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Ex-USC Basketball Coach Pleads Guilty To Bribery In Pay-For-Play Scandal

LOS ANGELES (CBSLA/AP) – A former USC men's basketball assistant coach has pleaded guilty for his role in a pay-for-play scandal in which schools would funnel money through shoe companies to a player in exchange for their commitment.

Tony Bland, 38, pleaded guilty Wednesday in U.S. district court in New York to one count of conspiracy to commit bribery, admitting that he received bribes to steer certain players toward specific business managers and financial advisers.

Tony Bland
Assistant Coach Tony Bland is all smiles on the bench during an NCAA basketball game between the Pepperdine Waves and the USC Trojans on December 11, 2016, at the Galen Center in Los Angeles, CA. (Photo by Brian Rothmuller/Icon Sportswire via Getty Images)

He faces a maximum sentence of up to one year in prison, but will likely be sentenced to probation, his attorneys said. Sentencing was set for April 2.

In September of 2017, Bland was one of 10 people arrested following an FBI sting into the pay-for-play scandal. It also led to the shocking firing of legendary coach Rick Pitino from the University of Louisville.

Bland was placed on administrative leave when the allegations surfaced. He was fired in January 2018.

Federal prosecutors in New York alleged that Bland received a $13,000 bribe in July 2017 from would-be agent Christian Dawkins and financial adviser Munish Sood in exchange for steering USC players to use their services when they became professionals.

"I definitely can get the players," prosecutors contend that Bland told the advisers. "And I can definitely mold the players and put them in the lap of you guys."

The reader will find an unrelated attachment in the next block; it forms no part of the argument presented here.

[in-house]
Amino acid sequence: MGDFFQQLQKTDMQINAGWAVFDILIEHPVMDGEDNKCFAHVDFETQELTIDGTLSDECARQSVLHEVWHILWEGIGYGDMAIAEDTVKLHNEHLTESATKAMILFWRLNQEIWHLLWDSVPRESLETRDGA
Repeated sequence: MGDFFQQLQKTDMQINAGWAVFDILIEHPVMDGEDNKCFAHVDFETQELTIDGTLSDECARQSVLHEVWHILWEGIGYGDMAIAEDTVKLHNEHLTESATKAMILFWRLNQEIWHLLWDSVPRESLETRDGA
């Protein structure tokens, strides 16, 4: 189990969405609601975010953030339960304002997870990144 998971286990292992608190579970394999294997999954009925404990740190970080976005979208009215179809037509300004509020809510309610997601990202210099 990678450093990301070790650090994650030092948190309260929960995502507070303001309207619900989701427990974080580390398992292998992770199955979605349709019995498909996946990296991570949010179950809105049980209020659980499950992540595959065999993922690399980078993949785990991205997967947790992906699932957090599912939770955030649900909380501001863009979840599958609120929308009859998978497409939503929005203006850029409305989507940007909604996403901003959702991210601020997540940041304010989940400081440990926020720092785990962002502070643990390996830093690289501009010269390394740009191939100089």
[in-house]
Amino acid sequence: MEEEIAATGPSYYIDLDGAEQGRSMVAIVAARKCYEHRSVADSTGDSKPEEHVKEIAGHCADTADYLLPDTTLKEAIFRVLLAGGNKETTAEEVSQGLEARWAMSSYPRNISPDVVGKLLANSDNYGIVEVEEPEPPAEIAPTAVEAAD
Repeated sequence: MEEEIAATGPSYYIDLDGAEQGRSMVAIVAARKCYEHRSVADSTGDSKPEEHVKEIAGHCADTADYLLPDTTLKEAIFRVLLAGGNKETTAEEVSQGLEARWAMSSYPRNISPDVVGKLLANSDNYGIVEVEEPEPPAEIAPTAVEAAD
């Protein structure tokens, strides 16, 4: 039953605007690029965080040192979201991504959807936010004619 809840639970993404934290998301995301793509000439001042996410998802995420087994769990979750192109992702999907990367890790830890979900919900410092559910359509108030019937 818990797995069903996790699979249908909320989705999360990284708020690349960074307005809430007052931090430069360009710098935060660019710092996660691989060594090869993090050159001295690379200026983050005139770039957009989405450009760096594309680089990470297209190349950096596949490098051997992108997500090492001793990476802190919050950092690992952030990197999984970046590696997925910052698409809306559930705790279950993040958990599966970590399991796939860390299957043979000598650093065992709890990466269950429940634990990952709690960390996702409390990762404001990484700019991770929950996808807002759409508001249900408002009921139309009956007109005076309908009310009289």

Former USC guard D'Anthony Melton, who is currently in his rookie year with the Phoenix Suns, was ruled ineligible last season because of the case involving Bland, who was accused by prosecutors of facilitating payments to Melton.

At USC, Bland was the associate head coach, second- in-command to head coach Andy Enfield, who supported Bland in comments immediately following his arrest.

"We all love Tony," Enfield said. "It's very difficult on a personal level; it's very difficult on a program level because we all had great relationships with each other. We're going to go on and try to prepare for the season. Obviously, we have to get through this part of it, but it is emotional and challenging."

Enfield claims he found out about the situation at the same time Bland was arrested as part of the sting.

Bland was an assistant coach at San Diego State University from 2009 to 2013 before he left for a similar assistant coaching role at USC.

(© Copyright 2018 CBS Broadcasting Inc. All Rights Reserved. The Associated Press and City News Service contributed to this report.)

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